By Andrea Schramm, LPC
Our emotions are a natural, powerful information gathering system allowing us to quickly gather information about our own experiences and those of the people around us. Emotions are part of our communication system and influence our social connections with others. Emotions are also physical. We all know the word “feeling” associated with our emotional experiences.
So how do our emotions and our ability to understand and manage them connect us with others in both intimate and social relationships? How can we communicate successfully incorporating our emotions?
Emotions inform communication. “I feel good…I don’t like her…Yes, I’d love to have dinner tonight…Yuk, I hate sushi.” These are all examples of how emotions inform. Emotional experiences are often connected to our past experiences, our learning history. We experience emotions associated with events we have at some point had before which form our emotional response: “The first time I ate sushi, it was disgusting. It makes me ‘feel’ sick.” We can become programmed to respond emotionally to experiences we’ve had previously.
Here are some tips for communicating using emotionally informed behaviors:
Remember, emotions inform. Take some time to acknowledge and think about your own emotions. Why do you think you feel as you do? What past experiences formed the emotional responses you have? Learning to understand emotional responses can build a stronger sense of self and teach us to use emotions to build positive relationships with each other.
By Caitlin Winkler, PLPC
What is premarital counseling? You may ask, "If my future spouse and I are in love and ready to get married, why would we need counseling?"
I believe this is a common way of thinking among individuals and couples today. Counseling is often viewed as a tool to help solve a current problem or struggle, but it is also something that can be used before an obvious issue arises.
Think of it this way: if you are building a house, what is one of the most important steps? Engineers and builders would argue laying the foundation is critical. Why? Because the foundation is what everything else is built upon. Without a solid foundation, the house will be weak, it may fall, and it will not last long. The same is true with marriage. In our marriages, we often wait until we start to see the walls crumbling before we seek help.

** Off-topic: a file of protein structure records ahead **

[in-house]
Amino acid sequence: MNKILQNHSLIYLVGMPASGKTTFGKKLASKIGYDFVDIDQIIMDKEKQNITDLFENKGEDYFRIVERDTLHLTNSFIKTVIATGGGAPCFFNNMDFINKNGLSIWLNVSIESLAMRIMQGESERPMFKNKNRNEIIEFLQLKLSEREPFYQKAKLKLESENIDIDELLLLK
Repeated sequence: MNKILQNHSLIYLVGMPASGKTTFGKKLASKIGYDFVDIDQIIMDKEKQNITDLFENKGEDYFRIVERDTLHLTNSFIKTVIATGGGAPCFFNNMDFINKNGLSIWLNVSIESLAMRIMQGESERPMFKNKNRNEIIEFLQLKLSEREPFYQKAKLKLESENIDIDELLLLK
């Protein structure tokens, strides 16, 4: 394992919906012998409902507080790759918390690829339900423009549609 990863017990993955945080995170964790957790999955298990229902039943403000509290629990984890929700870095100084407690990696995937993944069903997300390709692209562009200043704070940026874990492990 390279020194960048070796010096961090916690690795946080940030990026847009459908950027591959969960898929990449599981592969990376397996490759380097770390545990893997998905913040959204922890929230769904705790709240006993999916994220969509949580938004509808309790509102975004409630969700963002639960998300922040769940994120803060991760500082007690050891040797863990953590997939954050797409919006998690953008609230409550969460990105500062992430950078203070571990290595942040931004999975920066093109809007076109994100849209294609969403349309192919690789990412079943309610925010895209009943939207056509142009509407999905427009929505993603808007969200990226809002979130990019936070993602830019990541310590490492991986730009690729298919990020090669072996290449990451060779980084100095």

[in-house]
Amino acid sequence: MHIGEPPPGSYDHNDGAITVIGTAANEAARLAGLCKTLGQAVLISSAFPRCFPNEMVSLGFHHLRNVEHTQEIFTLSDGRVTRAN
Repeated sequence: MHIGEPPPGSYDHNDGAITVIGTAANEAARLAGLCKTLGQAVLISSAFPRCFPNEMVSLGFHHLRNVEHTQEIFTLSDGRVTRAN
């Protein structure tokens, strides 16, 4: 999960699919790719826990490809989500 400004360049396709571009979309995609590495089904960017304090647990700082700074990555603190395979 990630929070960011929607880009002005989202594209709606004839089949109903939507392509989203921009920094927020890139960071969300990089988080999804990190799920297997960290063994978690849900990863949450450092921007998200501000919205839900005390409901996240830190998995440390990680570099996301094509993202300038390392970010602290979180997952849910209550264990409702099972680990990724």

One preventative, proactive measure to take is premarital counseling. Yes, you are excited about marriage and do not fear divorce. But what happens when the storms of life start to blow and your strength is truly tested? Premarital counseling helps to strengthen your foundation. It involves thinking, planning, discussing, compromising, and preparing for a future life together, perhaps sharing about topics not even thought about before. It is designed to be a tool that helps create solid, lasting marriages.
I am excited to offer premarital counseling at Unlimited Potential Counseling in the O'Fallon/Dardenne Prairie area. Our world needs strong marriages to help build strong families. This service is offered through a Christian perspective and integrates the importance of faith in the relationship. Please contact me and I will be happy to answer any questions you and your future spouse may have!
Caitlin Winkler is a Provisionally Licensed Professional Counselor at Unlimited Potential Counseling & Education Center in O'Fallon. Caitlin is under the clinical supervision of Emily Kircher-Morris, LPC (MO #2012026754).
By Andrea Schramm, LPC, CRC
We’re all familiar with the physical and psychological benefits of exercise for ourselves. Exercise can support weight loss, improve your heart health, improve your sleep and reduce your risk of depression. The Mayo clinic recommends just 150 minutes per week of moderate-intensity exercise, or 75 minutes per week of vigorous exercise. That’s a little over 20 minutes a day to reap the positive benefits of daily exercise! But, we all know just how difficult it can be to add just 20 minutes of something new to our busy lives.
But what if you took the time needed for physical activity and did it together with someone you love? What if sharing this time with another person gave you the boost and motivation you are looking for and fun while you exercise together? Here are some tips to getting started with exercising together as a couple.